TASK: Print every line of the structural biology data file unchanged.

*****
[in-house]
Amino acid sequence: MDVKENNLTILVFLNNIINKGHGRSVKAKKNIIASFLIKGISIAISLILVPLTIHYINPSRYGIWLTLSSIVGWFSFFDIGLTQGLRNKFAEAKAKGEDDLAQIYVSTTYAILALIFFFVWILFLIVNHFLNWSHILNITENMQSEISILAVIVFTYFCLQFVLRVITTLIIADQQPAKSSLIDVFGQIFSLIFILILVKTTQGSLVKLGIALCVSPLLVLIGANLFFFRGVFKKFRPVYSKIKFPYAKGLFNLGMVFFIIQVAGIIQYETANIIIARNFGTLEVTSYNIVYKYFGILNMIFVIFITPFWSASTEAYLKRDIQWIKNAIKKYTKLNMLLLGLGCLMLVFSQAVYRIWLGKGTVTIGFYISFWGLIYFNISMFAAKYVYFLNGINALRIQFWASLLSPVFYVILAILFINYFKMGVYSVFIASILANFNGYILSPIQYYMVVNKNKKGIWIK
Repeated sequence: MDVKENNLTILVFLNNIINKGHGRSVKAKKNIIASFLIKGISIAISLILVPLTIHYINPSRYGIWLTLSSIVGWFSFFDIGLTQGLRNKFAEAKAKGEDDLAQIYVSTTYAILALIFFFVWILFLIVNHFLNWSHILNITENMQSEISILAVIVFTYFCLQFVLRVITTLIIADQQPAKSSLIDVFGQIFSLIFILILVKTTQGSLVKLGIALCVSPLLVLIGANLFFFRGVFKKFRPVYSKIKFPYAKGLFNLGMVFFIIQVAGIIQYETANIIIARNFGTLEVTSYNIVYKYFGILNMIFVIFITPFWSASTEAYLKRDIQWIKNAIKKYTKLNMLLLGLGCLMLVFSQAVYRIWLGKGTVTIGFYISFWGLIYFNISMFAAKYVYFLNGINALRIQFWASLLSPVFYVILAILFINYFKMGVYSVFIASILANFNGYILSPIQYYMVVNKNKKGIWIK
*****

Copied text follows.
[in-house]
Amino acid sequence: MDVKENNLTILVFLNNIINKGHGRSVKAKKNIIASFLIKGISIAISLILVPLTIHYINPSRYGIWLTLSSIVGWFSFFDIGLTQGLRNKFAEAKAKGEDDLAQIYVSTTYAILALIFFFVWILFLIVNHFLNWSHILNITENMQSEISILAVIVFTYFCLQFVLRVITTLIIADQQPAKSSLIDVFGQIFSLIFILILVKTTQGSLVKLGIALCVSPLLVLIGANLFFFRGVFKKFRPVYSKIKFPYAKGLFNLGMVFFIIQVAGIIQYETANIIIARNFGTLEVTSYNIVYKYFGILNMIFVIFITPFWSASTEAYLKRDIQWIKNAIKKYTKLNMLLLGLGCLMLVFSQAVYRIWLGKGTVTIGFYISFWGLIYFNISMFAAKYVYFLNGINALRIQFWASLLSPVFYVILAILFINYFKMGVYSVFIASILANFNGYILSPIQYYMVVNKNKKGIWIK
Repeated sequence: MDVKENNLTILVFLNNIINKGHGRSVKAKKNIIASFLIKGISIAISLILVPLTIHYINPSRYGIWLTLSSIVGWFSFFDIGLTQGLRNKFAEAKAKGEDDLAQIYVSTTYAILALIFFFVWILFLIVNHFLNWSHILNITENMQSEISILAVIVFTYFCLQFVLRVITTLIIADQQPAKSSLIDVFGQIFSLIFILILVKTTQGSLVKLGIALCVSPLLVLIGANLFFFRGVFKKFRPVYSKIKFPYAKGLFNLGMVFFIIQVAGIIQYETANIIIARNFGTLEVTSYNIVYKYFGILNMIFVIFITPFWSASTEAYLKRDIQWIKNAIKKYTKLNMLLLGLGCLMLVFSQAVYRIWLGKGTVTIGFYISFWGLIYFNISMFAAKYVYFLNGINALRIQFWASLLSPVFYVILAILFINYFKMGVYSVFIASILANFNGYILSPIQYYMVVNKNKKGIWIK